Round 2 of Super Rugby Aotearoa produced another two, tight, entertaining contests with the Blues and Crusaders both securing victories away from home.
The Blues knocked over the Chiefs in Hamilton, their first win in the city in nine years, while the Crusaders erased any concerns of a slow start after the Round 1 bye, Scott Robertson's side powering away from the Hurricanes late in Wellington.
Read on as we review the weekend's action.
IS SOTUTU THE ALL BLACKS NEXT GREAT NO. 8?
For anyone who had bothered to watch Super Rugby earlier in the season, before it was suspended and then cancelled before the coronavirus pandemic, they likely would have caught a glimpse of the big Blues No. 8 keeping Akira Ioane on the bench.
After winning selection for the Blues' opener against the Crusaders, not only did Sotutu retain his spot but he also went about compiling some of the best stats for a forward in the competition and certainly established himself as the standout at No. 8 in Super Rugby.
And he is certainly producing the same level of quality in Super Rugby Aotearoa.
Sotutu appears to have the classic all-round skillset of some of the game's great No. 8s; for not only does he do the nuts-and-bolts of the role superbly -- ball-carrying, lineout jumping and solid defence -- he is also clearly blessed with touch, both out of hand and off the foot.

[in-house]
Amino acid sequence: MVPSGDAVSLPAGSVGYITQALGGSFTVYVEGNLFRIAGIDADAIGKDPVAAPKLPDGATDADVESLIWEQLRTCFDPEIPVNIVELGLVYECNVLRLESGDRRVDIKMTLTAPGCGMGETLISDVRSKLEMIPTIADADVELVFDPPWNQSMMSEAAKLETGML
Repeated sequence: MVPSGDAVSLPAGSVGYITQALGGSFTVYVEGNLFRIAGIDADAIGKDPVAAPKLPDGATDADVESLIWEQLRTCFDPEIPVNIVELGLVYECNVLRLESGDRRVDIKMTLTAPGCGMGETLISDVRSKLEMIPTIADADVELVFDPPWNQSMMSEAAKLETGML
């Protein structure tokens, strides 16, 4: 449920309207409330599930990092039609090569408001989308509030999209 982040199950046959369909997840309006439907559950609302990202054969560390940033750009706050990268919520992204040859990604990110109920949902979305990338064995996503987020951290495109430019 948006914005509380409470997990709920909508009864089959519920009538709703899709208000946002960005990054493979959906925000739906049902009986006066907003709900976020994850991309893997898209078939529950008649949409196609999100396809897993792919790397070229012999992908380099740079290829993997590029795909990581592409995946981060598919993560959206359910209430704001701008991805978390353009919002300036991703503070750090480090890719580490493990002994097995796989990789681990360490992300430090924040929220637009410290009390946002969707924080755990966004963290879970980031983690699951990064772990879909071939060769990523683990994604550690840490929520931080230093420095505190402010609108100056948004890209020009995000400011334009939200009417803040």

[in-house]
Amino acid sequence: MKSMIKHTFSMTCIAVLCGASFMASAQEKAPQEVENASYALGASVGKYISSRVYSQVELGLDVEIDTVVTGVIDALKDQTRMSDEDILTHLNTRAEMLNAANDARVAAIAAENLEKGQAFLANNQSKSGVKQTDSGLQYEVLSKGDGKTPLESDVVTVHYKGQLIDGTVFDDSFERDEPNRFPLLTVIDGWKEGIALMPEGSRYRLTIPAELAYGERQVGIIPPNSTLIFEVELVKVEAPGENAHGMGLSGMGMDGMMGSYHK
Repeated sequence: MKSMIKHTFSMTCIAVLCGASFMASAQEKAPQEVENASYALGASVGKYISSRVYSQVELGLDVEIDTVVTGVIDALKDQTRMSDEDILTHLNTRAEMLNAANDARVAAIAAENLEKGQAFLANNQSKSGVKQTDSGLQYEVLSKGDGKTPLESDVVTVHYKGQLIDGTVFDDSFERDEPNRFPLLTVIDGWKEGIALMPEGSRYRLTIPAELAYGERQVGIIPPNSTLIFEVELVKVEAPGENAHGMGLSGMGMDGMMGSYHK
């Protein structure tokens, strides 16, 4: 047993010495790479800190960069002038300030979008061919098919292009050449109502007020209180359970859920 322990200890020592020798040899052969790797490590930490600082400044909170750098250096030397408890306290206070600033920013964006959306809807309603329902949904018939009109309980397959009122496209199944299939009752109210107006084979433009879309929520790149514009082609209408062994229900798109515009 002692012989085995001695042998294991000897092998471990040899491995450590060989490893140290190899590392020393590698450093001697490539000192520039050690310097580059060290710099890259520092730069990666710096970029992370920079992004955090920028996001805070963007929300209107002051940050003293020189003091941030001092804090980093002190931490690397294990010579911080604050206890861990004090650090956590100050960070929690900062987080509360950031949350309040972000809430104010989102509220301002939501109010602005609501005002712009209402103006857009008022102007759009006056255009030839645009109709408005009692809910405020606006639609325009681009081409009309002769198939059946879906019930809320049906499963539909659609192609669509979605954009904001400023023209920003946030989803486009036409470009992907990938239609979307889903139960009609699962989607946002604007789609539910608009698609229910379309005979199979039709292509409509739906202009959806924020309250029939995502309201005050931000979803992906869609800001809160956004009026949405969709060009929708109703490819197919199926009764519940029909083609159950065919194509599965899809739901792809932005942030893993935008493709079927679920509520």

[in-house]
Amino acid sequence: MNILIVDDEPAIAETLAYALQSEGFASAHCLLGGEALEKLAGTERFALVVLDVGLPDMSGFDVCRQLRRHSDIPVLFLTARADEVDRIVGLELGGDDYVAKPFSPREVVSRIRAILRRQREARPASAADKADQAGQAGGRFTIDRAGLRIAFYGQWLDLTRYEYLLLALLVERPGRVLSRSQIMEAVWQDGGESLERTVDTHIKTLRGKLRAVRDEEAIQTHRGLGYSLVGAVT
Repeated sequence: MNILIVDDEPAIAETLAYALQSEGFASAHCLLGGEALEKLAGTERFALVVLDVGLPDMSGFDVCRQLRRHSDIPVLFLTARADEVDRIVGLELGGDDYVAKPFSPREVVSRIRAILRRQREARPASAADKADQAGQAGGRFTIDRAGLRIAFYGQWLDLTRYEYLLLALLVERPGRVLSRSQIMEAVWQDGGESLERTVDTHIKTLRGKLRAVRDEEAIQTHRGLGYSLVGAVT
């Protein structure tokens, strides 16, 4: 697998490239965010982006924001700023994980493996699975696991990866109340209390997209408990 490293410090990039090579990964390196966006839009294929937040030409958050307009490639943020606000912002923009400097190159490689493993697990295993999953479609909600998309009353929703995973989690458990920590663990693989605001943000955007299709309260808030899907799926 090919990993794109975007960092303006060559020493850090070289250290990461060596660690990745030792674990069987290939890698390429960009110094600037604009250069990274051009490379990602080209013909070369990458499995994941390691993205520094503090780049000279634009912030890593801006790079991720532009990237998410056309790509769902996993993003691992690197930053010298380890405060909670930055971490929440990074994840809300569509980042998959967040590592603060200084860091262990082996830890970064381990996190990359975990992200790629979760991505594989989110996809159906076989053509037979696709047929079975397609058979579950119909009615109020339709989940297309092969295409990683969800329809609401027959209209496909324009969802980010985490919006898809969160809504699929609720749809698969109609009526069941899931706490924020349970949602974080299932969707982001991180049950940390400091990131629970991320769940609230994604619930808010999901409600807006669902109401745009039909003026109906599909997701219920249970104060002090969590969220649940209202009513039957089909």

Earlier this year, in Round 2 against the Waratahs, Sotutu dropped a delightful grubber-kick to supply a try for Blues winger Mark Telea. And he was at it again on Saturday night as he fired a beautiful left-to-right spiral cut-out pass that again found a flying Telea, in stride, as the Blues secured the second try that would eventually see off the Chiefs.
Earlier in Hamilton, Sotutu had already contributed two key moments in the contest as he powered over from close range for a try of his own and also won a penalty from referee Ben O'Keeffe at the breakdown.
Sotutu and Blues captain Patrick Tuipulotu are both in excellent form. Tuipulotu is already an established All Blacks forward and will be in the box seat to replace Brodie Retallick this season, with the veteran lock opting to sit out the rest of the year after the Japanese Top League season was cancelled.
Retallick also has another year to play in Japan, unlike returned Crusaders lock Sam Whitelock whose one-year sabbatical has already ended now that he is back in Christchurch.
And there is a clear vacancy at No. 8 for the All Blacks after Kieran Read's retirement. New Zealand coach Ian Foster could have been considering switching either new skipper Sam Cane of Ardie Savea to the No. 8 jersey, but such has been Sotutu's efforts for the Blues that a back-row that reads Savea-Cane-Sotutu will surely come under consideration at Test level.
PENALTIES STILL FLOWING BUT GAME WILL BENEFIT IN THE LONG RUN
The good news is that there were eight less penalties (50) in Round 2 of Super Rugby than there was in the competition's opening week (58).
Ultimately, players, coaches and fans alike would like that number to come down further still, and the referees themselves would also like to be blowing the whistle on fewer occasions.